The Woodenfish Program, known formally as the Humanistic Buddhism Monastic Life Program, or HBMLP, is a program set up by the Taiwan based Fo Guang Shan Buddhist order for college students. Held in the summer of each year, students have an opportunity to live the life of a monastic in a Buddhist monastery; namely, living in the Fo Guang Shan order's main monastery in Kaohsiung, Taiwan. The program offers free room and board, and is funded by a grant from the order.
The namesake comes from the wooden fish instrument, the most common religious musical instrument used in Chinese, Korean and Japanese Buddhism. The program is sponsored by Buddha's Light International Association.
The primary objective of this program is to promote the understanding of Chinese Buddhism by exposing the participants to the daily practice of Humanistic Buddhism within a traditional Buddhist monastery. The Woodenfish Program provides students interested in the study of religion, Buddhism and/or Chinese culture and language first-hand experience in the lifestyle, training, and functions of contemporary Chinese Buddhist monastics. Classes taught on various levels by the knowledgeable monastics and staff, inform students on Buddhist history, doctrine and philosophy, as well as classes offered regarding the liturgical instruments, monastic etiquette, meditation practice and other functions and rituals. All instruction is given in English or is translated from Mandarin. Other key elements of the program include:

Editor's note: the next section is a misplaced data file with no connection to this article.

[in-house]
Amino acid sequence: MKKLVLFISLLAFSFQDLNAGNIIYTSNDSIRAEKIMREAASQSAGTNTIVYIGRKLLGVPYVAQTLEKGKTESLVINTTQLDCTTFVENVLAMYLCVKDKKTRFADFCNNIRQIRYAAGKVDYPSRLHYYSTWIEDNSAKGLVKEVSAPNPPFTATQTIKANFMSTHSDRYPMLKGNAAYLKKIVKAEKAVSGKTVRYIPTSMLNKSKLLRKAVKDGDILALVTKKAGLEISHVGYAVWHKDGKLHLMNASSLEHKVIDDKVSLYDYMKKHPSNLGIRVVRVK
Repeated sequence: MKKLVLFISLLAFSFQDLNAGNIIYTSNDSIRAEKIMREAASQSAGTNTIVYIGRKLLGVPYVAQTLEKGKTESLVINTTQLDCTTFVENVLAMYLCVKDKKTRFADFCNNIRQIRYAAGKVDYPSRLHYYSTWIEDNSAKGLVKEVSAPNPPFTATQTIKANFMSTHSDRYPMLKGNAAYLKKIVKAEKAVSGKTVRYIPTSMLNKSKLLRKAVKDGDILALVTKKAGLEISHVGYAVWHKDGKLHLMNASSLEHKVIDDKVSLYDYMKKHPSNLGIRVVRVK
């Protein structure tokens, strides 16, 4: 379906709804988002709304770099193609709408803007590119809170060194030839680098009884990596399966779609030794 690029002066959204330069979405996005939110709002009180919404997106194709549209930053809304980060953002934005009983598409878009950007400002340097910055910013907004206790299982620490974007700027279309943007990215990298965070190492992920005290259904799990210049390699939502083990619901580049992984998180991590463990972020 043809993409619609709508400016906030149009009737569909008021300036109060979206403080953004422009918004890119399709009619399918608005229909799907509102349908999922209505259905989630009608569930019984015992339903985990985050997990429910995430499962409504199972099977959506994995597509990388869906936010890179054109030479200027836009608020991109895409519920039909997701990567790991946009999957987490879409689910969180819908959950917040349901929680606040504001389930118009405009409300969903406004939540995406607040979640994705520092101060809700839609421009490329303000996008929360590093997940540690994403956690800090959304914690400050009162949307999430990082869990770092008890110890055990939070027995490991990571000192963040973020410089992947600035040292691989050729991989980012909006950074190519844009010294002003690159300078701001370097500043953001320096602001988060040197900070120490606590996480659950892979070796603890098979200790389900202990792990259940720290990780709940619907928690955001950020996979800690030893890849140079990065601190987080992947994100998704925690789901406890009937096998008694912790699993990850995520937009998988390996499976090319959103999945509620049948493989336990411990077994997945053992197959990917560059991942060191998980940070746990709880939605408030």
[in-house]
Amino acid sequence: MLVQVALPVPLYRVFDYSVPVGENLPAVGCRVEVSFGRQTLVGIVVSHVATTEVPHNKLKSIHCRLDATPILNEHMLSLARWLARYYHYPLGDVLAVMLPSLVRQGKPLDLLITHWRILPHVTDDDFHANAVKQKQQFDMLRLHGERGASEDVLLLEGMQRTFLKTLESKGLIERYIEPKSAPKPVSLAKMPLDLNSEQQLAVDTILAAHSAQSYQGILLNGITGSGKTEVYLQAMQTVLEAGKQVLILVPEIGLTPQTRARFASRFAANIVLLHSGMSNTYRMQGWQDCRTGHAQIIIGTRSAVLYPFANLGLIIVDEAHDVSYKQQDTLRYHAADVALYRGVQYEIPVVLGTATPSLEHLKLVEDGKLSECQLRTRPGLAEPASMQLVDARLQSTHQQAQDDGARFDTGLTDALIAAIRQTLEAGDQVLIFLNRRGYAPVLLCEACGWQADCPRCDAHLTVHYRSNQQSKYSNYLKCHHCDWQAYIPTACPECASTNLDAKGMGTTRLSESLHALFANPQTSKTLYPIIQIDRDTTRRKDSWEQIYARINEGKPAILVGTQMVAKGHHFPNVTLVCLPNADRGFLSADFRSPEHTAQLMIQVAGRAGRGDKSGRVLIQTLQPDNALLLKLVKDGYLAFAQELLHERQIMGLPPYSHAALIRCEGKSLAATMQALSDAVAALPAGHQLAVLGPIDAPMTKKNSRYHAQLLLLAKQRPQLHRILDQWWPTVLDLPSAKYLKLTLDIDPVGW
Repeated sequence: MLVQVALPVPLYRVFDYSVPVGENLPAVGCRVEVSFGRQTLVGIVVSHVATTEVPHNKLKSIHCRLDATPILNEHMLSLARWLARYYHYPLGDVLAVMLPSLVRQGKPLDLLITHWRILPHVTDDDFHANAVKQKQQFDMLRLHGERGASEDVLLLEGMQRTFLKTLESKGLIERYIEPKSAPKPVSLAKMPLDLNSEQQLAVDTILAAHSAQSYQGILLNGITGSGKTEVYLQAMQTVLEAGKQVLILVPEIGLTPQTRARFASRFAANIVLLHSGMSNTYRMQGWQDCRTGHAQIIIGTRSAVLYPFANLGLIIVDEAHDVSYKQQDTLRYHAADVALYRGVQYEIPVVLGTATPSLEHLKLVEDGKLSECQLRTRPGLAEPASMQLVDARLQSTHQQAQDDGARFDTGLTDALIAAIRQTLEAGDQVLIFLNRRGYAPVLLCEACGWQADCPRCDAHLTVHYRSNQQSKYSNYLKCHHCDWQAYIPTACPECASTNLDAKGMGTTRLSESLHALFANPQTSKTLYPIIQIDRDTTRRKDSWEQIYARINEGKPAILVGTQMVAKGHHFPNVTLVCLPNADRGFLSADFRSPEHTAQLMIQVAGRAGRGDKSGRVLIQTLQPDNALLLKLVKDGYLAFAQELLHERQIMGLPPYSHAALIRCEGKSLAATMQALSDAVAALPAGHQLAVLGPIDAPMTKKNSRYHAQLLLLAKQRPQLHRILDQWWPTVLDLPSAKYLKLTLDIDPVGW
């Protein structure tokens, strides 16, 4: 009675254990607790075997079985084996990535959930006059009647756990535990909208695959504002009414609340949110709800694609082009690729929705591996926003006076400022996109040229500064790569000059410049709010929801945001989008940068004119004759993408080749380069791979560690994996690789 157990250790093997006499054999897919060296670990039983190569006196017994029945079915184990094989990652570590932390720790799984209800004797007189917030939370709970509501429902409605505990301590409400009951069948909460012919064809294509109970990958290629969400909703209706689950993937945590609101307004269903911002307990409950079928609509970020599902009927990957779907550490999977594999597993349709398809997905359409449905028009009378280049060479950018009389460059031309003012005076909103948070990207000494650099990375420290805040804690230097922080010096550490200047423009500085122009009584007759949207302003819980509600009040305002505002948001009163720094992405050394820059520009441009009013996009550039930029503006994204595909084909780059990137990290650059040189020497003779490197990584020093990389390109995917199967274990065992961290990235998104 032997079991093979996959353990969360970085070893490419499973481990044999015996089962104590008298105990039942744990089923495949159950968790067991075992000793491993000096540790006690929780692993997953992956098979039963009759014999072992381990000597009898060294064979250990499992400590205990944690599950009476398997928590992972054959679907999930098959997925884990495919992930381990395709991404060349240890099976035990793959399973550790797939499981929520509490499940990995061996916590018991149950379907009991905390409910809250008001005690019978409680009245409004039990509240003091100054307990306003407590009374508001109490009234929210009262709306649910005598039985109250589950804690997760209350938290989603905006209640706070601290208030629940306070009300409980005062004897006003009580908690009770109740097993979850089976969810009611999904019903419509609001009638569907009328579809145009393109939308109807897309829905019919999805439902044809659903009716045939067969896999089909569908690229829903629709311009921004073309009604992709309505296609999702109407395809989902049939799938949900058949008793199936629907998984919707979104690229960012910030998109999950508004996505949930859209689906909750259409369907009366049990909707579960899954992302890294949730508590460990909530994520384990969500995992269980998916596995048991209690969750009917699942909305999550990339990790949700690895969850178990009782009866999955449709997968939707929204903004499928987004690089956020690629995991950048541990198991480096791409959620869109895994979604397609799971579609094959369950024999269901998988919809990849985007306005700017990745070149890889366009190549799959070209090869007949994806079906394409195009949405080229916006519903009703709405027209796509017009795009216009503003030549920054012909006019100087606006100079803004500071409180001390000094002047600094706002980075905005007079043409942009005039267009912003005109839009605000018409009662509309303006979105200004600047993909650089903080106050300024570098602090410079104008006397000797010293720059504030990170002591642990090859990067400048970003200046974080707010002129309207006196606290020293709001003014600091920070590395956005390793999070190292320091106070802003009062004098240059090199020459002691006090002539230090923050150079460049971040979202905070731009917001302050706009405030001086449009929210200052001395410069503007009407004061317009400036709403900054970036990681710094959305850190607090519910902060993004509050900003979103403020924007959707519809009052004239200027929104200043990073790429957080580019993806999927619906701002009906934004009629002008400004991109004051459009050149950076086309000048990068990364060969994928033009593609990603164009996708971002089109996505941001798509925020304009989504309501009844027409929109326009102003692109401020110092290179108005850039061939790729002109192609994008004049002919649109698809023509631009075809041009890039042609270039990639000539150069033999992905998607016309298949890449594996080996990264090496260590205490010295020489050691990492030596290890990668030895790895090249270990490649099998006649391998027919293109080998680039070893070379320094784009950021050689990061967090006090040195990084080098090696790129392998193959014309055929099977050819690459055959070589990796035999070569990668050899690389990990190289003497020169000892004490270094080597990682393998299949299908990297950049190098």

- Offering participants a chance to view and experience Buddhism as it is practiced in modern-day ::Taiwan.
- Introducing participants to the concepts and practices of Humanistic Buddhism.
- Communal activities within the monastery, such as vegetable gardening, kitchen duty, etc.
- Daily participation in many of the routine activities within a Buddhist monastery.
- A five to seven day silent meditation retreat.
- Cultivating spirituality through meditation.
- A cultural tour of Taiwan.
The program director may change the activities slightly to better accommodate the needs of the participants and/or better fulfill the program objectives.
Through Venerable Master Hsing Yun, the founder of Fo Guang Shan, and the efforts of Venerable Dr. Yifa, the Woodenfish Program provides an opportunity for a group of undergraduate and graduate students to come each summer to the Fo Guang Shan monastery in Kaohsiung, Taiwan, the world headquarters of the Fo Guang Shan system of temples, colleges, associations, and charitable and cultural programs. Fo Guang Shan is a Linji Ch'an monastery, which is similar in many ways to a Japanese Rinzai monastery.
Participants hail from some of the best universities from across the globe. They are diverse in backgrounds but, there is a concentration of Asian studies, Buddhist studies, comparative religion and counseling/psychology majors. The participants may be in their undergraduate training or completion the dissertation for their Ph.D.